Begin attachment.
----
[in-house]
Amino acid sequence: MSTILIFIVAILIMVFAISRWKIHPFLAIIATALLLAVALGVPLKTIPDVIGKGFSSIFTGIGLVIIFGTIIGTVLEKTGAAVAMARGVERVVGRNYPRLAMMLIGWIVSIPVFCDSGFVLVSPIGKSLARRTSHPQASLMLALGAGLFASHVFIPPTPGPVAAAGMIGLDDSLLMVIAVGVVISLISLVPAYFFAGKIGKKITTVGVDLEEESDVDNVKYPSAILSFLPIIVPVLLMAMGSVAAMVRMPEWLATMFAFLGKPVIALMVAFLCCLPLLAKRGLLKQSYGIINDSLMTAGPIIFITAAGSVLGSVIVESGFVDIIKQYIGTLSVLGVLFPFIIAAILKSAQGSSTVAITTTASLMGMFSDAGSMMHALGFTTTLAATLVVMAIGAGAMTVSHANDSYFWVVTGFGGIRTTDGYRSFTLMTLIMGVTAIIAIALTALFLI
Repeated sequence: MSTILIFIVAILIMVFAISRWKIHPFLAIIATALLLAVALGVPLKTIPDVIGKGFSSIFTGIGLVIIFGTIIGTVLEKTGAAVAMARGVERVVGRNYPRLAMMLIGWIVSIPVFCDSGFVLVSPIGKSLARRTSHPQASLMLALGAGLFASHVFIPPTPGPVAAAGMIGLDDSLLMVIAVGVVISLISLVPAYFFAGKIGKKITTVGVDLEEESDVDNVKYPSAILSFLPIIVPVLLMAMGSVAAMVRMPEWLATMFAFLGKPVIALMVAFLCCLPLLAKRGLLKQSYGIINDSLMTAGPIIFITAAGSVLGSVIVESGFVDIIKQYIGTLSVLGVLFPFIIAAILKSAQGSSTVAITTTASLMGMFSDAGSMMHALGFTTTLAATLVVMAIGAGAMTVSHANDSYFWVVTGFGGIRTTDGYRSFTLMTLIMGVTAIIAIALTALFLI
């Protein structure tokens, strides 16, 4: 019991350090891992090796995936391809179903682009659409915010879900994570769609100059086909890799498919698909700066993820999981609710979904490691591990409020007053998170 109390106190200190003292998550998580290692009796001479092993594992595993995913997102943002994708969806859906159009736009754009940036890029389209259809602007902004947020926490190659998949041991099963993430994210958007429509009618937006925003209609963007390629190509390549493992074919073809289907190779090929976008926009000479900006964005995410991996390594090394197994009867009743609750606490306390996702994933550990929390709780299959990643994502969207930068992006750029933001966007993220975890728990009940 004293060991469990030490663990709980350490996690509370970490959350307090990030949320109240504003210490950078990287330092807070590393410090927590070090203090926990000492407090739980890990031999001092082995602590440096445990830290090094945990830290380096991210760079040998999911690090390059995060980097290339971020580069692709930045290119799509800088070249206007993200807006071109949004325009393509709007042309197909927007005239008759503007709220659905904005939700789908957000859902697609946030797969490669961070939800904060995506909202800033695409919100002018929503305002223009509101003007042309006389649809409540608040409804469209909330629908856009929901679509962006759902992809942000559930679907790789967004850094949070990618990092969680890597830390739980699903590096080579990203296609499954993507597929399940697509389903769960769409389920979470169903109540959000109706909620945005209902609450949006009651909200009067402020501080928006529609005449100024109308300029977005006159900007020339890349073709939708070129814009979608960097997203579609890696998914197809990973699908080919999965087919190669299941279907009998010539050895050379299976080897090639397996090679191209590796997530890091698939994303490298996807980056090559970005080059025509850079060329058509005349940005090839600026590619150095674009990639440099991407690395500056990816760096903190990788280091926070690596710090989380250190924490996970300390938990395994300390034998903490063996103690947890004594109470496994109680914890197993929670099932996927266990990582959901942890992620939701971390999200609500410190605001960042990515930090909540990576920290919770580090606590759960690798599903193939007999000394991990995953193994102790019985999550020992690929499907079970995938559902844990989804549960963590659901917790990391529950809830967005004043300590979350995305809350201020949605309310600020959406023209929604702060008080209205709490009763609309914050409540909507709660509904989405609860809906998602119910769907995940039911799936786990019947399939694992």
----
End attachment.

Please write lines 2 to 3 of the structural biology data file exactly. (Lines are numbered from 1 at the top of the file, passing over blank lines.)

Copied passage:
Amino acid sequence: MSTILIFIVAILIMVFAISRWKIHPFLAIIATALLLAVALGVPLKTIPDVIGKGFSSIFTGIGLVIIFGTIIGTVLEKTGAAVAMARGVERVVGRNYPRLAMMLIGWIVSIPVFCDSGFVLVSPIGKSLARRTSHPQASLMLALGAGLFASHVFIPPTPGPVAAAGMIGLDDSLLMVIAVGVVISLISLVPAYFFAGKIGKKITTVGVDLEEESDVDNVKYPSAILSFLPIIVPVLLMAMGSVAAMVRMPEWLATMFAFLGKPVIALMVAFLCCLPLLAKRGLLKQSYGIINDSLMTAGPIIFITAAGSVLGSVIVESGFVDIIKQYIGTLSVLGVLFPFIIAAILKSAQGSSTVAITTTASLMGMFSDAGSMMHALGFTTTLAATLVVMAIGAGAMTVSHANDSYFWVVTGFGGIRTTDGYRSFTLMTLIMGVTAIIAIALTALFLI
Repeated sequence: MSTILIFIVAILIMVFAISRWKIHPFLAIIATALLLAVALGVPLKTIPDVIGKGFSSIFTGIGLVIIFGTIIGTVLEKTGAAVAMARGVERVVGRNYPRLAMMLIGWIVSIPVFCDSGFVLVSPIGKSLARRTSHPQASLMLALGAGLFASHVFIPPTPGPVAAAGMIGLDDSLLMVIAVGVVISLISLVPAYFFAGKIGKKITTVGVDLEEESDVDNVKYPSAILSFLPIIVPVLLMAMGSVAAMVRMPEWLATMFAFLGKPVIALMVAFLCCLPLLAKRGLLKQSYGIINDSLMTAGPIIFITAAGSVLGSVIVESGFVDIIKQYIGTLSVLGVLFPFIIAAILKSAQGSSTVAITTTASLMGMFSDAGSMMHALGFTTTLAATLVVMAIGAGAMTVSHANDSYFWVVTGFGGIRTTDGYRSFTLMTLIMGVTAIIAIALTALFLI